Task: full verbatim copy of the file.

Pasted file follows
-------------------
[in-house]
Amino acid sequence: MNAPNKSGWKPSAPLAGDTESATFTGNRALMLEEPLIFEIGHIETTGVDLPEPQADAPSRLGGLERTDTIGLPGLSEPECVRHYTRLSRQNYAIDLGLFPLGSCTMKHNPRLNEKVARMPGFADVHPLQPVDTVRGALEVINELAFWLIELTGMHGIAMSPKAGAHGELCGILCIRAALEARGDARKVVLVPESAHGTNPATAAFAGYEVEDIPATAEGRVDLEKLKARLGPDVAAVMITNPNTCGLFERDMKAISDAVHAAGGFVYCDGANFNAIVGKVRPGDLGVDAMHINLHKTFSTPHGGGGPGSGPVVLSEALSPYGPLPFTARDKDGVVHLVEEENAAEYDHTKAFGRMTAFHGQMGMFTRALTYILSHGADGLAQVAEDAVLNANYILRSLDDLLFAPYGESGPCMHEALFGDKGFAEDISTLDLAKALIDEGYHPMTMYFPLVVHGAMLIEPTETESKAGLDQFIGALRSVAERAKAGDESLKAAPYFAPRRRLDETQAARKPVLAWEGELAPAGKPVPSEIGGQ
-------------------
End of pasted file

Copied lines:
[in-house]
Amino acid sequence: MNAPNKSGWKPSAPLAGDTESATFTGNRALMLEEPLIFEIGHIETTGVDLPEPQADAPSRLGGLERTDTIGLPGLSEPECVRHYTRLSRQNYAIDLGLFPLGSCTMKHNPRLNEKVARMPGFADVHPLQPVDTVRGALEVINELAFWLIELTGMHGIAMSPKAGAHGELCGILCIRAALEARGDARKVVLVPESAHGTNPATAAFAGYEVEDIPATAEGRVDLEKLKARLGPDVAAVMITNPNTCGLFERDMKAISDAVHAAGGFVYCDGANFNAIVGKVRPGDLGVDAMHINLHKTFSTPHGGGGPGSGPVVLSEALSPYGPLPFTARDKDGVVHLVEEENAAEYDHTKAFGRMTAFHGQMGMFTRALTYILSHGADGLAQVAEDAVLNANYILRSLDDLLFAPYGESGPCMHEALFGDKGFAEDISTLDLAKALIDEGYHPMTMYFPLVVHGAMLIEPTETESKAGLDQFIGALRSVAERAKAGDESLKAAPYFAPRRRLDETQAARKPVLAWEGELAPAGKPVPSEIGGQ